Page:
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Won Falls Most in a Week as Stocks to Bonds Drop on GDP Outlook

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July 24 (Bloomberg) -- South Korea’s won fell the most in a week as a report showing the economy grew at the slowest pace in more than a year sent stocks and government bonds lower.

Gross domestic product expanded 0.6 percent in the second quarter from the previous three months, the central bank said today, less than the 0.7 percent median estimate in a Bloomberg survey. The finance ministry cut its 2014 growth estimate to 3.7 percent from 3.9 percent and unveiled a 11.7 trillion won ($11.4 billion) stimulus to shore up Asia’s fourth-largest economy.

The won snapped a three-day rally to fall 0.5 percent to 1,028.78 per dollar at the close in Seoul, data compiled by Bloomberg show. The decline was the biggest since July 15. One-month implied volatility, a gauge of expected swings in the exchange rate used to price options, rose 29 basis points, or 0.29 percentage point, to 5.63 percent.

“There is a strong sentiment favoring dollar purchases,” said Jude Noh, a Seoul-based chief currency trader for Suhyup Bank. “Investors think negative forecasts for the economy will prevail for now.”

The Bank of Korea held its benchmark seven-day repurchase rate unchanged at 2.5 percent for a 14th month on July 10. Six of 23 analysts surveyed by Bloomberg expect borrowing costs to be lowered this quarter.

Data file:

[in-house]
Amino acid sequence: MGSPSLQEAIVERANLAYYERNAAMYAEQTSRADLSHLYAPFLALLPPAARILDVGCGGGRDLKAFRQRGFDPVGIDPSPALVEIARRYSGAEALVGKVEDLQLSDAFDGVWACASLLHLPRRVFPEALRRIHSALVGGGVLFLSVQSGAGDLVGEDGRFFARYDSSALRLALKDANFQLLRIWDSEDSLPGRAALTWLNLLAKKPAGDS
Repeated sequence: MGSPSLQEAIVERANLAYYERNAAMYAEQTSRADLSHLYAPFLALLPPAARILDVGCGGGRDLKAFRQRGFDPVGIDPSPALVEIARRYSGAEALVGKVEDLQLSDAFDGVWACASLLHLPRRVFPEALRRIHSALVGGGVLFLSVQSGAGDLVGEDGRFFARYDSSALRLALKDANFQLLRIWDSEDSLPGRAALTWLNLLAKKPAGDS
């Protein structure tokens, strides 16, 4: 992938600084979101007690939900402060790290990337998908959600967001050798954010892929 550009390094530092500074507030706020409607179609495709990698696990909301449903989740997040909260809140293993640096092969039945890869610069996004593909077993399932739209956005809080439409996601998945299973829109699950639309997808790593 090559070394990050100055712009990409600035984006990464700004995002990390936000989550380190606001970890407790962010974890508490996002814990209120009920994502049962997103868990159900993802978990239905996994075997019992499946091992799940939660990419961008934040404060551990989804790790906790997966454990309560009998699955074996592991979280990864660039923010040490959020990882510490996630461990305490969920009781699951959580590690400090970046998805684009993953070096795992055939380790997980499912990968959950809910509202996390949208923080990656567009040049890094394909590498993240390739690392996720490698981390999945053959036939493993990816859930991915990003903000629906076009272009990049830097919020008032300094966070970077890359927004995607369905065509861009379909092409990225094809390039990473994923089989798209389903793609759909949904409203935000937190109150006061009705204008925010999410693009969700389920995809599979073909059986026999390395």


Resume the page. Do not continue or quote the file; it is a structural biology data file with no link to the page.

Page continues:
Sovereign bonds reversed earlier gains before the government announced stimulus measures and tax breaks to boost spending.

The yield on notes maturing March 2024 rose four basis points to 3.01 percent, Korea Exchange Inc. prices show. The yield on bonds due June 2017 climbed three basis points to 2.50 percent after earlier falling to 2.45 percent, the lowest for a three-year benchmark note since May 2013.

The Kospi index fell 0.1 percent to close at 2,026.62 after earlier gaining as much as 0.3 percent. It closed at the highest level this year on July 22.

“Local institutions are selling today as some investors take profit after the recent rally,” said Park Jae Hong, a fund manager at Brain Asset Management Co. in Seoul.

To contact the reporters on this story: Jiyeun Lee in Seoul at jlee1029@bloomberg.net; Sharon Cho in Seoul at ccho28@bloomberg.net

To contact the editors responsible for this story: James Regan at jregan19@bloomberg.net Amit Prakash

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